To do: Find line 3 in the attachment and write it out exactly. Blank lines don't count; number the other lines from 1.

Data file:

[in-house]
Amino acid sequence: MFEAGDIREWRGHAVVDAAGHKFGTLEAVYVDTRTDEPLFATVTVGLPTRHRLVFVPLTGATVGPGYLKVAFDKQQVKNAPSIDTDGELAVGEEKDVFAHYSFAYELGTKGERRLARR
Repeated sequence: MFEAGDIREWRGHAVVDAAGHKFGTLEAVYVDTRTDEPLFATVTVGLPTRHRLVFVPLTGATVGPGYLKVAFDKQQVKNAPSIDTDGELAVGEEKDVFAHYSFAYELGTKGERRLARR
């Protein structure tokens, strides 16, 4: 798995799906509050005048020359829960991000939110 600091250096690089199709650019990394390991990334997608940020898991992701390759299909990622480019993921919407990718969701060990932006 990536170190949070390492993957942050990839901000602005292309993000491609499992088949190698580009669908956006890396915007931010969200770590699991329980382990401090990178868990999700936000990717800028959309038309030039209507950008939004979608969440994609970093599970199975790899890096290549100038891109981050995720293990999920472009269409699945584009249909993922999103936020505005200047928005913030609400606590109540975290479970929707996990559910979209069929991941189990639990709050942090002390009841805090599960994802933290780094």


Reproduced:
Repeated sequence: MFEAGDIREWRGHAVVDAAGHKFGTLEAVYVDTRTDEPLFATVTVGLPTRHRLVFVPLTGATVGPGYLKVAFDKQQVKNAPSIDTDGELAVGEEKDVFAHYSFAYELGTKGERRLARR